Where is the 1997 ban, the Ottawa Treaty, as an overcoming of the amendment to Protocol II to the Geneva Conventions that was useless in banning land mines? What is the situation with demining once the conflict is over?
What is probably the best summary of what a land mine is was written by Kofi Annan - UN Secretary-General - in 1999: "Not only do these abominable weapons lie buried in silence and in their millions waiting to kill or maim innocent women and children; but the presence or even the fear of the presence of a single landmine can prevent the cultivation of an entire field, rob a whole village of its livelihood."
We just need to remember that after World War II and between 1945 and 1977, more than 15 million land mines were cleared from Poland, killing 4,000 civilians and wounding another 9,000. Land mines are also used in peacetime to reinforce walls and defensive barriers, such as the Sahara Wall, where it’s estimated that there are more than 8 million anti-personnel land mines of all kinds placed by Morocco.
Nowadays they’re even easier to use, they’re smaller and therefore more difficult to locate, and can be launched at a distance in large numbers, a method called "sowing". The degradation period of a mine is estimated at 100 years. They can be bought on the Chinese black market at a price of €2 each, while it costs two million dollars to clear about 3km2 of land. Its use has become more and more a method of premeditated and indiscriminate terror.
A terrible statistic reveals that the rate of population with amputations for any cause in the US is one out of 22,000 inhabitants, in Angola it’s one out of 470 and in Cambodia it’s one out of 236 inhabitants, so the devastating effect, especially after a conflict, is clear.
According to reports from Ukraine, the Russian army has used anti-personnel land mines to sabotage a humanitarian corridor in Mariupol. But then, where is the 1997 ban, the Ottawa Treaty, as an overcoming of the amendment to Protocol II to the Geneva Conventions that was useless in banning land mines? What is the situation with demining once the conflict is over?
An example is the work being carried out on the Sahrawi side of the wall, where the most viable system is the one known as "hands and knees". The hands and knees of many Sahrawi women who work on clearing the land of mines, with the help of the SMACO/AMSCO-UNMAS programme, in the mandate for the signing of the Ottawa Treaty and the Geneva Call by the SADR (not signed by the Kingdom of Morocco) and where the NGO SafeLane Global and the Danish Refugees Council work.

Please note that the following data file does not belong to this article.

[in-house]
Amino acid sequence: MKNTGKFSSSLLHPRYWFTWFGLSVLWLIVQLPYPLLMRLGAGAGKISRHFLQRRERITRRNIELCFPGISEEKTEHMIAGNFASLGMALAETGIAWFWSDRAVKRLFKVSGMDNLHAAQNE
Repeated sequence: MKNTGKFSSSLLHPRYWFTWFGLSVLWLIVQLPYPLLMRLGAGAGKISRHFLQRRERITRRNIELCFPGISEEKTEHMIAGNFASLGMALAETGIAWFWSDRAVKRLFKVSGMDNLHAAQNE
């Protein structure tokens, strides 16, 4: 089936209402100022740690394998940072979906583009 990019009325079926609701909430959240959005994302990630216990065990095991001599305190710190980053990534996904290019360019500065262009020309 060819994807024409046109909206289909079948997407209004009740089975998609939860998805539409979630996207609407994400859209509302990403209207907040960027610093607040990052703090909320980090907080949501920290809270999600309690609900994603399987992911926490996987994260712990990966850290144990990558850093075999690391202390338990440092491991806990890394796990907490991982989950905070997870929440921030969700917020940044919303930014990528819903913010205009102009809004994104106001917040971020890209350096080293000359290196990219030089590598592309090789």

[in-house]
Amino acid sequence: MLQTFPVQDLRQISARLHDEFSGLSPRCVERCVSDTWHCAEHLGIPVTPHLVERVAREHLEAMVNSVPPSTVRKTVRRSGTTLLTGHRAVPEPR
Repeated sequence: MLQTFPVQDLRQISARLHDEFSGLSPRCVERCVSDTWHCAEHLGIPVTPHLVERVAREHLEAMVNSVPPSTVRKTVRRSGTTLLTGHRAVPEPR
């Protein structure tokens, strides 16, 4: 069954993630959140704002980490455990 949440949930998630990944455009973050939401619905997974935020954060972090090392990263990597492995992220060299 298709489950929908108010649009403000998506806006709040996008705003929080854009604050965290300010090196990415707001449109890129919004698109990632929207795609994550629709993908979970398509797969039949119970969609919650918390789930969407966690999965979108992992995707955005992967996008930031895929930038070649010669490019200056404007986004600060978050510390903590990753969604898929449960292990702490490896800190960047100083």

Examples of these women are 36-year-old Ashriye, who has been kneeling in front of each device for two years, and 43-year-old Toufa Ibrahim, one of the veterans, who started in 2008. Every 2 or 3 hours a single device, an instant that can end their and your life.
The International Day for Mine Awareness and Assistance in Mine Action is April 4, and last year, the Coordinator of ONGD and aMS of Lleida, to which we at Sahara Ponent belong, encouraged schools to carry out the activity “For each land mine a flower” in which, starting with an educational dossier and the creation of flowers made from fabric with the students, which are later planted in front of the Wall of Shame in the Sahara, classrooms debate and reflect on anti-personnel land mines and the Sahrawi conflict.
In the "solidarity bag" of the Coordinator of ONGD and aMS of Lleida you can find this and other proposals and resources to raise awareness about anti-personnel land mines and the culture of peace. This is very necessary because as we approach April 4, 2022, land mines have not only returned to Europe, but the current conflict has allowed Morocco to re-mine land that Sahrawi women had cleared, risking their lives. That's what’s left of Ottawa.